The following are pictures from the Humes Berlin trip during spring break.
Day two in Berlin was a 10 mile guided tour of the city from Dr Denham. We stopped at various memorials throughout. I was particularly struct by the prominence of graffiti and physical damage from the past. Even from the first day, it was clear that Berlin is like no American city that I am used to.
On day three, we visited the Bundestag (German Parliament). We talked to MP Ekin Deligöz and were given a tour of the art collection of the Bundestag by the curator. This experience allowed me to reflect on the differences between the German parliamentary building and the US Capital building. The degree to which the German government seeks to include representation of all Germans in their primary government building was inspiring.
On day 4, we travelled to Sachsenhausen Concentration Camp. This camp was used primarily to imprison gay and disabled Germans and as a training facility for SS officers during World War II. It was then used by Soviet troops when the area came under soviet control as an internment camp for Nazi soldiers and those who were suspected as supporting Nazis.
Visiting Sachsenhausen was the most meaningful experience from the trip. To me, all the money that was spent during the trip was worth sharing this experience with 10 of my classmates and Davidson professors and staff. The power of visiting a site where such atrocities where committed cannot be put into words.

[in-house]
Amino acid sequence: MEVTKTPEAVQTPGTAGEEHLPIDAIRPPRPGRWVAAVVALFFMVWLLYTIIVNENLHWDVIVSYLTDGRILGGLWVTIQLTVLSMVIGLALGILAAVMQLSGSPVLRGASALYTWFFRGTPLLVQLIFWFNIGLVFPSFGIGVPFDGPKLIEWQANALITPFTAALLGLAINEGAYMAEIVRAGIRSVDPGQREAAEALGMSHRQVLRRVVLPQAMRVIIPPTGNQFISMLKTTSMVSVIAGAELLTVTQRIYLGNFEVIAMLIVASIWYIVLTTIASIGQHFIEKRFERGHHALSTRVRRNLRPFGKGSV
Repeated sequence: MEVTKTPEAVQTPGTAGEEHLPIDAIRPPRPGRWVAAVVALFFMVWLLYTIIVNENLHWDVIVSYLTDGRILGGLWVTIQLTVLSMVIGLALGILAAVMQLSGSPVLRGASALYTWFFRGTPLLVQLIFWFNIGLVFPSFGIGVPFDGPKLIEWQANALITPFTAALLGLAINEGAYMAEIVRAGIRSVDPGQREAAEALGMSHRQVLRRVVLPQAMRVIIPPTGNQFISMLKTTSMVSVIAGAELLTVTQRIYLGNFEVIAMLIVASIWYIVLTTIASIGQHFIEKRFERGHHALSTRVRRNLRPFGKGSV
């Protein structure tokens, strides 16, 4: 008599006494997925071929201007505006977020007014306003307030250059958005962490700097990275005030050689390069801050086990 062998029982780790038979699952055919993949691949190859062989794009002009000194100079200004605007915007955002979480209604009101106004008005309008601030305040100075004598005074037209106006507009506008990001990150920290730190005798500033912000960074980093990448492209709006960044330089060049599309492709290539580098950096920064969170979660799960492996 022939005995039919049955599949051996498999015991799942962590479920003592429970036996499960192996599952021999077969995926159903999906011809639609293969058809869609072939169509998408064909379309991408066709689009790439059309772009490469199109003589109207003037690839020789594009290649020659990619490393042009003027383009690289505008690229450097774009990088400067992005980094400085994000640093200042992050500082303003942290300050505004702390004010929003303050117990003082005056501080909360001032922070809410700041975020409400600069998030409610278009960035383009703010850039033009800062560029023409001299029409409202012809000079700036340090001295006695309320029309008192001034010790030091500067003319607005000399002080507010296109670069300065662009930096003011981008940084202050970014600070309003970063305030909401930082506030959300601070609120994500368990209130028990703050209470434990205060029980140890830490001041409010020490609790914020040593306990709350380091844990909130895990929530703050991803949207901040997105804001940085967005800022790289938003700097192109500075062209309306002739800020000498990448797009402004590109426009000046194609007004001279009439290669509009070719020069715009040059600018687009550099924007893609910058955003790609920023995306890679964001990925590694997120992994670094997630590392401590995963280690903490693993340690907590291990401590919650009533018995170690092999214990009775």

The picture below is one of the two that I took at Sachsenhausen. This quote follows me to this day, as I feel that it applies beyond the Holocaust. I thought back to the United States and our commemoration, or lack there of, of slavery and lynchings in the US.
On day five, we visited various memorials that commemorate different groups that were persecuted during the Holocaust. We also attended a new interpretation of The Magic Flute.
Day six included a visit to Sanssouci, the summer palace of Frederick the Great.
On day 7, we had our first and only “open day.” I chose to visit the Hamburger Banhoff, Berlin’s major contemporary art museum.